Guard hair micro-morphology of four non-human primates in Shasha Forest Reserve, Osun State, Nigeria

Fatsuma Olaleru, Temitope Rachael Olugbebi, Michelle Iyabo Fasona


Mammalian guard hairs have been used for their identification and have been proved useful in wildlife population surveys and trafficking. The qualitative and quantitative features of the dorsal guard hairs of four non-human primates (NHPs) from Shasha Forest Reserve were studied using standard procedures to determine their differences. The NHPs were mona (MM), putty-nosed (PNM), and white-throated (WTM) monkeys, and red-capped mangabey (RCM). The qualitative features determined were medulla pattern, and structure, scale margin distance and type, and scale pattern. The quantitative values studied were scale length and width, shaft diameter (μm), medulla diameter, and medulla index and fraction. Continuous medulla pattern was the only qualitative feature common to all the species. The MM hair had the highest recorded values for all morphological characteristics except shaft diameter and scale width in which PNM had the highest value of 323.00 ± 58.37 and 630.55 ± 213.95μm respectively. The medullary diameter, index and fraction, and shaft diameter were highly significant (P<0.001) among all the species. Post-hoc comparison showed that the medullary diameter, index, and fraction of hairs of the MM was significantly different (P≤0.001) from the other three NPHs. The shaft diameter of the MM was also significantly different from that of the PNM (P≤0.001), and WTM (P≤0.004). The scale width of RCM differed from PNM (P≤0.01), and WTM (P≤0.05). These empirically established morphological differences in guard hairs of the four NHPs in SFR would be useful in verifying their habitat occupancy and forensic evidence in case of illegal trafficking.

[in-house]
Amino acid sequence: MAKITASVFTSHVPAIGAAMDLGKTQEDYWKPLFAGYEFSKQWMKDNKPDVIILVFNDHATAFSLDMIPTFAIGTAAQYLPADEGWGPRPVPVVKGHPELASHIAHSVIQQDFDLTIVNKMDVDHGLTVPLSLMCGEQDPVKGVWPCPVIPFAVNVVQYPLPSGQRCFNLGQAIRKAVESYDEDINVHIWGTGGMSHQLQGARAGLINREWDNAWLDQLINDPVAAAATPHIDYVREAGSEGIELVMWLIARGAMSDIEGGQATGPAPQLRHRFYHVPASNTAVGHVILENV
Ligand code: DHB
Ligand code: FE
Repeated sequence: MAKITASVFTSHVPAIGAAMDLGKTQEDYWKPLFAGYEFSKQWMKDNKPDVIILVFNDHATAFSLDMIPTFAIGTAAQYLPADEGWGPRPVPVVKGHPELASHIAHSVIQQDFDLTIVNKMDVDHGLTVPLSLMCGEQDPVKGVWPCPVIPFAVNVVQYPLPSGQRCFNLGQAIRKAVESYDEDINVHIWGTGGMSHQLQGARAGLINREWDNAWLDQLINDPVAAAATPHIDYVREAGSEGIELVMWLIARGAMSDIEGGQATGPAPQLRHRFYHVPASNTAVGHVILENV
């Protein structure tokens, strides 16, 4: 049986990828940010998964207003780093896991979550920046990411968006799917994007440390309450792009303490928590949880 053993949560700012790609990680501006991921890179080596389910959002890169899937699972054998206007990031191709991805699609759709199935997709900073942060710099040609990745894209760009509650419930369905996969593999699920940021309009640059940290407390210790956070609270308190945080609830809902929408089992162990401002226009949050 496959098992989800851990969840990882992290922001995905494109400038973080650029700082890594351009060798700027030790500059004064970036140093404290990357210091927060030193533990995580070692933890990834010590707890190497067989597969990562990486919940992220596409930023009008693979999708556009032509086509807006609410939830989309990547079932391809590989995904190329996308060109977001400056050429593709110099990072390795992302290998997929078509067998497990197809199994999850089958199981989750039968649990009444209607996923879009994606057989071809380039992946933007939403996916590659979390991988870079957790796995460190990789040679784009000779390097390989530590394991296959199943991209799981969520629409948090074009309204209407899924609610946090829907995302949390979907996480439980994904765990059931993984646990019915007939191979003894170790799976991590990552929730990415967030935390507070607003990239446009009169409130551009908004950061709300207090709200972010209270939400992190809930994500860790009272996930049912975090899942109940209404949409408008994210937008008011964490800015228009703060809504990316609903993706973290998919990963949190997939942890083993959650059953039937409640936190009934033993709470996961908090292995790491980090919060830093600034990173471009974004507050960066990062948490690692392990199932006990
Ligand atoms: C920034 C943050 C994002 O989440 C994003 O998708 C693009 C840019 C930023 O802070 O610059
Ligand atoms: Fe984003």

Keywords. Dorsal hair, medulla hair pattern, mona monkey, non-invasive studies, qualitative hair features.

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